Note: This article has been written and reported by Ron Synovitz in Prague with additional reporting from Belgrade by Gordana Cosic. This article is not property of ERA and is being re-published with the spoken consent of Gordanca Cosic.
BELGRADE -- When the gay partner of Serbia's prime minister gave birth to a son in February, reportedly via artificial insemination, it was seen by LGBT rights activists everywhere as a historic milestone.
Not only was Ana Brnabic one of the world's first openly gay heads of government. She became the first prime minister to have a child with a same-sex partner while in office.
But any hope within Serbia's lesbian, gay, bisexual, and transgender (LGBT) community that Brnabic would expand the rights of other same-sex couples quickly dissipated.
Within a month, Health Minister Zlatibor Loncar imposed a ban against anyone with a "history of homosexual relations during the last five years" from donating "reproductive cells" in Serbia for artificial insemination, in vitro fertilization, or even for laboratory tests.
Taken together with Serbia's other laws on marriage and reproductive rights, the decree effectively bans same-sex couples from having children unless – like Brnabic's partner, Milica Djurdjic, had done -- they traveled abroad to undergo the necessary medical procedures.
Adoption by same-sex couples in Serbia is banned, although a single person is allowed to adopt regardless of their sexual orientation.
Neither Brnabic nor her office would respond to RFE/RL's questions about the issue or Brnabic's views on whether same-sex marriage or civil partnerships should be recognized in Serbia.
Serbia's Health Ministry has also not responded to numerous queries from RFE/RL about the rationale for its ban.
Dragoslava Barzut, executive director of the Belgrade-based LGBT rights group De Se Zna!, says several nongovernmental organizations in Serbia have now filed formal complaints that call for the ministry's edict to be amended or annulled.
"This bylaw violates the Law on the Prohibition of Discrimination as well as the Constitution of the Republic of Serbia" that was adopted in 2006, Barzut told RFE/RL. "It is not in line with other legal documents and other laws. Therefore, it should be revised."
Brankica Jankovic, Serbia's commissioner for the protection of equality, is empowered to issue a legal opinion on whether the groups' complaints of discrimination have merit.Jankovic has yet to issue her formal conclusions. But she told RFE/RL that the Health Ministry's bylaw "definitely can be seen as controversial and discriminatory."
"Prior to this problem emerging, we weren't able to see the draft of the bylaw," Jankovic told RFE/RL. "There was no obligation for a bylaw to be submitted for our opinion [before it was approved] because bylaws are passed by the minister and he signs it."
If Jankovic formally declares that the bylaw is an act of discrimination, the Health Ministry could be obliged to withdraw or amend the rule within 30 days.
Under Serbian law, Jankovic could force the ministry to publicly apologize to "the victims" of discrimination and to "refrain from giving statements or spreading ideas, attitudes, and information that incite discrimination, hatred, or violence."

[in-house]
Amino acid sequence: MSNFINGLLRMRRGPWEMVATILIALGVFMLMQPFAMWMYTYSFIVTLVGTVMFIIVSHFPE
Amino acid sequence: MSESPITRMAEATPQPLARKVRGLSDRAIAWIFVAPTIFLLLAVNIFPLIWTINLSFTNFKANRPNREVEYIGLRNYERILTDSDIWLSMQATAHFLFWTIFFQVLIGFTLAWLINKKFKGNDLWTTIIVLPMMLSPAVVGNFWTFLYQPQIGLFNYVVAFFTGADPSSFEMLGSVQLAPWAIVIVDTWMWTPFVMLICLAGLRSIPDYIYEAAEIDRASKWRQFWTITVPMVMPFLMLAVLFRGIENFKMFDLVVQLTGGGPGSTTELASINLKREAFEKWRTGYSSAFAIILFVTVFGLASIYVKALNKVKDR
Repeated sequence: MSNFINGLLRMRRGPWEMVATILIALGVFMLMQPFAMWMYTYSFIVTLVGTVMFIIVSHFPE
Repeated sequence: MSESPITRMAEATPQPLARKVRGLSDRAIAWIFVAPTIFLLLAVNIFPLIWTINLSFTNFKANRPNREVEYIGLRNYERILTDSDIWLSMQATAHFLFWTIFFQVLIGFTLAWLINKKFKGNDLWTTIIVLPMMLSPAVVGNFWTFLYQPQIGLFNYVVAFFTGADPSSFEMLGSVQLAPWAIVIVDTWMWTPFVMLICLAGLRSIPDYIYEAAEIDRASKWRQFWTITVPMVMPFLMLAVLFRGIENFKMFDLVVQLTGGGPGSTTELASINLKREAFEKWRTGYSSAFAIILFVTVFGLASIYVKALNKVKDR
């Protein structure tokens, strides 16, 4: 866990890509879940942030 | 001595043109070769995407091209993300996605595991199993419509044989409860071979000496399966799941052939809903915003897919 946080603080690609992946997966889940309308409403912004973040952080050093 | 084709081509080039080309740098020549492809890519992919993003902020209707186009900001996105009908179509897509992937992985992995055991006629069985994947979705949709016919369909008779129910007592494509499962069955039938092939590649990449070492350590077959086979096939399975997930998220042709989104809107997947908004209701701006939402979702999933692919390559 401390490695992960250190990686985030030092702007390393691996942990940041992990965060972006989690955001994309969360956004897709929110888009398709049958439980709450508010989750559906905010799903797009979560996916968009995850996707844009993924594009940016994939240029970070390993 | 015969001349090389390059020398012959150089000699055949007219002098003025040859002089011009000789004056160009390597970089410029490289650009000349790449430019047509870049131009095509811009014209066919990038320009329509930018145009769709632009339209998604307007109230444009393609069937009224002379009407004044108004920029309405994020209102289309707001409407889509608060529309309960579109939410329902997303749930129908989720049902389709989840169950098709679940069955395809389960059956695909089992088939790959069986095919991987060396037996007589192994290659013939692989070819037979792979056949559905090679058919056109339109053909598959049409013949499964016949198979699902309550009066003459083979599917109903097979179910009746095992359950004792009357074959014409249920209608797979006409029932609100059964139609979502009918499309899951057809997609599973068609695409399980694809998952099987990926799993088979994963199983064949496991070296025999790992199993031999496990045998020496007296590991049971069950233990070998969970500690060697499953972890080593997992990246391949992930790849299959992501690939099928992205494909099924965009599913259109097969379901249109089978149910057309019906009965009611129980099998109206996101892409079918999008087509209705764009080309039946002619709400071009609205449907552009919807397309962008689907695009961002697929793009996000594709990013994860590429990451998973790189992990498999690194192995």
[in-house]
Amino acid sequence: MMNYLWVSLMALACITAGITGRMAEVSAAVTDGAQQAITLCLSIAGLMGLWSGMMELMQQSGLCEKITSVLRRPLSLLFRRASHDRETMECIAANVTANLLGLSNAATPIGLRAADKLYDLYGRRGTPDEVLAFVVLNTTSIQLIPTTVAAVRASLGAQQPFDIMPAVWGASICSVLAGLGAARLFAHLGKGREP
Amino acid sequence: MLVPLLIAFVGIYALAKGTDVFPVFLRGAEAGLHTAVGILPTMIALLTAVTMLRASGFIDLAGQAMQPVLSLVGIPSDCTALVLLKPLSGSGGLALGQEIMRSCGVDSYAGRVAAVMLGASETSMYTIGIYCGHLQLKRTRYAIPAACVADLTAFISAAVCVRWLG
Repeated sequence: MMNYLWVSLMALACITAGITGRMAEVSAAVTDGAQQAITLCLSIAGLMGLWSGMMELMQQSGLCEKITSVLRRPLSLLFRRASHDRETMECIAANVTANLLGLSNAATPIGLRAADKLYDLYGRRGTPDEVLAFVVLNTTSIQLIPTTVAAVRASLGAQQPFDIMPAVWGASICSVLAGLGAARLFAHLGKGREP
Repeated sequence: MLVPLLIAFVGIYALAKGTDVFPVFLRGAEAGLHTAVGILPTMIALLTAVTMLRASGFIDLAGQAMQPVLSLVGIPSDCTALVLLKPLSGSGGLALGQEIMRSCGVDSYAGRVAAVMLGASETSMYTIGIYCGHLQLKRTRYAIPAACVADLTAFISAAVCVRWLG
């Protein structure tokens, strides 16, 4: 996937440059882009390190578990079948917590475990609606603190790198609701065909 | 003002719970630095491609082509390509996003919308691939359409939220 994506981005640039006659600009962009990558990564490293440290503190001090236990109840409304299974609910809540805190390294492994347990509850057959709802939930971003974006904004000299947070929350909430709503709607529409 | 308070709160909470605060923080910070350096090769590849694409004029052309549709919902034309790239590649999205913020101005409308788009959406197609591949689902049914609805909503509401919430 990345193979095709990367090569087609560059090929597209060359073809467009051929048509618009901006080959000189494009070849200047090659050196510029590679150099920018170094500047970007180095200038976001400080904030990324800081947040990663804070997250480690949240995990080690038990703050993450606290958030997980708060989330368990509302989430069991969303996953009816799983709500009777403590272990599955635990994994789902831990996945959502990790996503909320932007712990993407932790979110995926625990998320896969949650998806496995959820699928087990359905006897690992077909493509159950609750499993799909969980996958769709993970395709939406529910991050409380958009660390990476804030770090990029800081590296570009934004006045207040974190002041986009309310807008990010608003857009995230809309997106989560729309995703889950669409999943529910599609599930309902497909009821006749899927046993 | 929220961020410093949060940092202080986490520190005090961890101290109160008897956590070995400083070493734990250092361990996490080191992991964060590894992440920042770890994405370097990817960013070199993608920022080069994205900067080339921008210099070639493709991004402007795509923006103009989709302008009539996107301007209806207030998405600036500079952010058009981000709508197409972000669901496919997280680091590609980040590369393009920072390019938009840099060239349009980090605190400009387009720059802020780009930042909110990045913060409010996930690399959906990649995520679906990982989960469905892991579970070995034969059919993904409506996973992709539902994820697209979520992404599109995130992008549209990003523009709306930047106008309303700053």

Lesbian Leader, 'Homophobic' State
Serbian lawmakers elected Brnabic as prime minister in June 2017, making history by choosing the socially conservative Balkan country's first female prime minister and its first openly gay leader.
She is an ally of Serbia's populist President Aleksandar Vucic, who heads the conservative Serbian Progressive Party and the country's drive to become a member of the European Union
Political analysts have suggested Vucic handpicked Brnabic as part of a "tactical Europeanization" strategy -- a way to speak to the EU's self-proclaimed LGBT-friendly identity without engaging with LGBT issues domestically.
Analysts also say Brnabic has limited room to maneuver on LGBT issues due to her lack of a power base in a country where homosexuality is often frowned upon and the gay community regularly faces discrimination, harassment, and violence.
But Brnabic's critics in the LGBT community say she has done little to defend or advance gay rights in the country.
Amnesty International in 2014 listed Serbia as a country with a lack of political will to tackle homophobia -- ensuring that same-sex couples do not receive the same legal protections as heterosexual couples.
Same-sex marriages are not legal in Serbia. The 2006 constitution specifically defines marriage as a union between a man and a woman, and gay civil partnerships are not officially recognized.
Serbian law bans discrimination on the basis of sexual orientation in the workplace, education, media, and other areas. But LGBT activists say the laws against discrimination are often not enforced.
There are no sperm banks or cryobanks for ova, or eggs, in Serbia. In vitro fertilization is allowed and performed only with registered heterosexual couples using their own genetic material unless they are proven to be infertile.
And under the Health Ministry's bylaw, heterosexual couples also cannot undergo the procedure of in vitro fertilization or artificial insemination using a third-party donor who has engaged in homosexual activity during the last five years.
If a same-sex couple in Serbia decides to seek medical treatment abroad to have children, as Brnabic and her partner did, the state doesn't recognize them both as parents.
Only the biological mother has legal rights in such cases.
Even with those legal limitations on Brnabic's own legal rights as a parent with her same-sex partner, LGBT activists in Serbia say Brnabic is in a privileged position.